Procrastination Soup: When Putting Stuff Off Feels Like a Virtue

The aroma of homemade vegetable soup wafts from the kitchen to the office as I sit here and write. It’s a cold winter day, and I set time aside this morning to make something nutritious and wholesome. Good of me, wasn’t it? Not really.

Procrastination can take many forms, and it’s important to watch for that.

When you say yes to something, you automatically say no to something else. This morning, as I chopped all the vegetables to make this wonderful soup, I chose not to do other work that is admittedly much more pressing.

Virtuous procrastination has taken a very strange form for me lately.

I have become the domestic goddess of putting stuff off. As I face a deadline to finishing a book that is, by the way, practically almost done, my urge to make comfort foods gets stronger.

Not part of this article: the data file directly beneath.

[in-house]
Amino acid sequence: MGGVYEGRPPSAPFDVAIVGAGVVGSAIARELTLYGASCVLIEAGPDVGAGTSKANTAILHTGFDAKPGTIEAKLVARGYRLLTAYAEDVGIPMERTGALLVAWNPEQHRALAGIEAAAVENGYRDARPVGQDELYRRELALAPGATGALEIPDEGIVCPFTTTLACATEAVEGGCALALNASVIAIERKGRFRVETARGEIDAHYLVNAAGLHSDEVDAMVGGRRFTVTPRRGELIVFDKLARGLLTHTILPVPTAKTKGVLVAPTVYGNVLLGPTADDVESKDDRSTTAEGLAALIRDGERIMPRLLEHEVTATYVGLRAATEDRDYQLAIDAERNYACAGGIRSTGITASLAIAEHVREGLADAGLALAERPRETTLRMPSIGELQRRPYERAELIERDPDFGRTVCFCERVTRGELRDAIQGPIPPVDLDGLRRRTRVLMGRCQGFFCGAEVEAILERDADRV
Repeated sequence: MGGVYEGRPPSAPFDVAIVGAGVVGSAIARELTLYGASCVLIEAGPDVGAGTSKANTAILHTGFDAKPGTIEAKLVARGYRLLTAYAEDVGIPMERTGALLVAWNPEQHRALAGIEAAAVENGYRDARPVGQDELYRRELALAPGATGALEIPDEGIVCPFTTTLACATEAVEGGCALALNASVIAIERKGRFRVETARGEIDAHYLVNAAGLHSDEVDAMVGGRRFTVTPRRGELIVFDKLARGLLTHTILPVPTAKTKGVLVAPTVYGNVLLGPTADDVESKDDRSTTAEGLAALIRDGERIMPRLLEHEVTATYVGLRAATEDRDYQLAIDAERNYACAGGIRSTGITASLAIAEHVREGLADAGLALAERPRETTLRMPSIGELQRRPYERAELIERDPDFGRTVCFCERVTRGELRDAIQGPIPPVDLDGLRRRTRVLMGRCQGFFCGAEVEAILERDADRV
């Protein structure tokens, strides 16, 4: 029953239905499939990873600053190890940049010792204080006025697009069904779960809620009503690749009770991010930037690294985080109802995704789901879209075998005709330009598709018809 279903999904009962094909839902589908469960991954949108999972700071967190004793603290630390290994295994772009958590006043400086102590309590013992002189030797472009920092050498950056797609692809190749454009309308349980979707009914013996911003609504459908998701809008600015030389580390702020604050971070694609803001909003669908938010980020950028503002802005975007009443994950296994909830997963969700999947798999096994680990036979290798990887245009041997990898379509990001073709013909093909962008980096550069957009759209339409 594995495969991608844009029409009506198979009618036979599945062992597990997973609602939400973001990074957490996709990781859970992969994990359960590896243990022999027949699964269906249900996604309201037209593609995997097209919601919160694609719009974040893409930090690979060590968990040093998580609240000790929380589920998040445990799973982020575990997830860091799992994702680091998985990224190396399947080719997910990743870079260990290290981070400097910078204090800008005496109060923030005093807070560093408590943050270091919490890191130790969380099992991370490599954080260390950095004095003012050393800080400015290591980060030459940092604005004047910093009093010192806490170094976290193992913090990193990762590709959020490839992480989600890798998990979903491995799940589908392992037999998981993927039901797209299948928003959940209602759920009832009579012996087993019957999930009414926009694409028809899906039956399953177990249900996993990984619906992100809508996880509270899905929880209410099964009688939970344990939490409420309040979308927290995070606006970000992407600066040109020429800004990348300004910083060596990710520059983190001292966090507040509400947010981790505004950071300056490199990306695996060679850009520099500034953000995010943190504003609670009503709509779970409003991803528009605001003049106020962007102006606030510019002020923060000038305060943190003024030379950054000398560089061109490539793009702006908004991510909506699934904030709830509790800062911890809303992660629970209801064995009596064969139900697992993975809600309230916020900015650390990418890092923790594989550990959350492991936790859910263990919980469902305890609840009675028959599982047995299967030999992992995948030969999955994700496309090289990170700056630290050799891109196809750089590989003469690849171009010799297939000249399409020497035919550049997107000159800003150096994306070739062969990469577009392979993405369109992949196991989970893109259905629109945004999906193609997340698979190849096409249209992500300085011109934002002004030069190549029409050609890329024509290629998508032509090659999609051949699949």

I make homemade soups, stews, sweet breads, cakes, and cookies. I make elaborately designed salads. I’ve got a following now and people seriously love my stuff.

But I should be writing!

People don’t love me when I write, probably because no lunches, dinners, or desserts are produced in the process. When I do what I’m supposed to do, I hole up in my office and don’t come out for hours.

See the problem here? No soup. No warm kitchen. No praises. Just work, and lots of it.

But I need to finish the projects that are important to me.

Monitor your own behavior. Do you procrasti-work in some way? Are you terribly productive at answering emails, for example, but ignore your important projects?

Procrastination takes on many different behaviors.

Procrastination is a wolf in sheep’s clothing. It’ll appear disguised as a suddenly important project, and it’ll consume you to the point where you wander around wondering what happened.

When you recognize what forms of procrastination are sabotaging your life, you can wrestle them under control.

And now it’s time for me to go eat some of that soup…

Sift Through the Noise.
Make a Plan.
Execute.

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